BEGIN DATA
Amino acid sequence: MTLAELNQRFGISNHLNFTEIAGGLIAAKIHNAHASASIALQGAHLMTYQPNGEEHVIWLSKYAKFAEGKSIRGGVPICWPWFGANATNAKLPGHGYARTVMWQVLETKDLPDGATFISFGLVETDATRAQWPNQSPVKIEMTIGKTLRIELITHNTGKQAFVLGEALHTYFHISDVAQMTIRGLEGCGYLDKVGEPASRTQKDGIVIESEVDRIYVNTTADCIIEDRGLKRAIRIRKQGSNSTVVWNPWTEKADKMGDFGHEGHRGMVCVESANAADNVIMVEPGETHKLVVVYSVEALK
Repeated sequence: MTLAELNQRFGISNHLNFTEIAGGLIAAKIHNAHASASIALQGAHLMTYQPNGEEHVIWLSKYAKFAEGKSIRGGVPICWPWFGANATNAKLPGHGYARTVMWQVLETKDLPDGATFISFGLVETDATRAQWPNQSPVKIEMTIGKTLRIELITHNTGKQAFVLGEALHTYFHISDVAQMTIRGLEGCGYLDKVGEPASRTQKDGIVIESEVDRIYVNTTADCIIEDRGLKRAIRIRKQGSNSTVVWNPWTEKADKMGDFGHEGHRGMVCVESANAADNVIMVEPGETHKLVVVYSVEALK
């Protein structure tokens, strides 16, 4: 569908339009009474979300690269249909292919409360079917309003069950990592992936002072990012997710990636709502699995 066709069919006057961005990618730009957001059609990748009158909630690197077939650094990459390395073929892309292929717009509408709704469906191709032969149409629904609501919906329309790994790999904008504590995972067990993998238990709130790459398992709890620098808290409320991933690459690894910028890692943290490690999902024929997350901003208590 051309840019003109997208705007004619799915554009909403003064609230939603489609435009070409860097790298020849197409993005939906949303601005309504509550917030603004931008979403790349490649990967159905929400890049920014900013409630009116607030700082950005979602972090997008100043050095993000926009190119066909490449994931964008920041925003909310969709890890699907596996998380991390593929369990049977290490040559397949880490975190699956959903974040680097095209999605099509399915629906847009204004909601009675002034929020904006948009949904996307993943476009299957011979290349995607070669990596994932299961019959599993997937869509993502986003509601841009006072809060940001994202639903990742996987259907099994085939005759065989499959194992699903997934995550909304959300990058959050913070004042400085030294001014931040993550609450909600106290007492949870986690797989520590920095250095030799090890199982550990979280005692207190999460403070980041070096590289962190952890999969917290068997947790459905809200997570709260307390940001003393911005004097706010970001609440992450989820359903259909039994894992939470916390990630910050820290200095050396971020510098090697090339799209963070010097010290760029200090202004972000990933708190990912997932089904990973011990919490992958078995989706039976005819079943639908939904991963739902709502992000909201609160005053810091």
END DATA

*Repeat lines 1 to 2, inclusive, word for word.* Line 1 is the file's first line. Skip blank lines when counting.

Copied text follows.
Amino acid sequence: MTLAELNQRFGISNHLNFTEIAGGLIAAKIHNAHASASIALQGAHLMTYQPNGEEHVIWLSKYAKFAEGKSIRGGVPICWPWFGANATNAKLPGHGYARTVMWQVLETKDLPDGATFISFGLVETDATRAQWPNQSPVKIEMTIGKTLRIELITHNTGKQAFVLGEALHTYFHISDVAQMTIRGLEGCGYLDKVGEPASRTQKDGIVIESEVDRIYVNTTADCIIEDRGLKRAIRIRKQGSNSTVVWNPWTEKADKMGDFGHEGHRGMVCVESANAADNVIMVEPGETHKLVVVYSVEALK
Repeated sequence: MTLAELNQRFGISNHLNFTEIAGGLIAAKIHNAHASASIALQGAHLMTYQPNGEEHVIWLSKYAKFAEGKSIRGGVPICWPWFGANATNAKLPGHGYARTVMWQVLETKDLPDGATFISFGLVETDATRAQWPNQSPVKIEMTIGKTLRIELITHNTGKQAFVLGEALHTYFHISDVAQMTIRGLEGCGYLDKVGEPASRTQKDGIVIESEVDRIYVNTTADCIIEDRGLKRAIRIRKQGSNSTVVWNPWTEKADKMGDFGHEGHRGMVCVESANAADNVIMVEPGETHKLVVVYSVEALK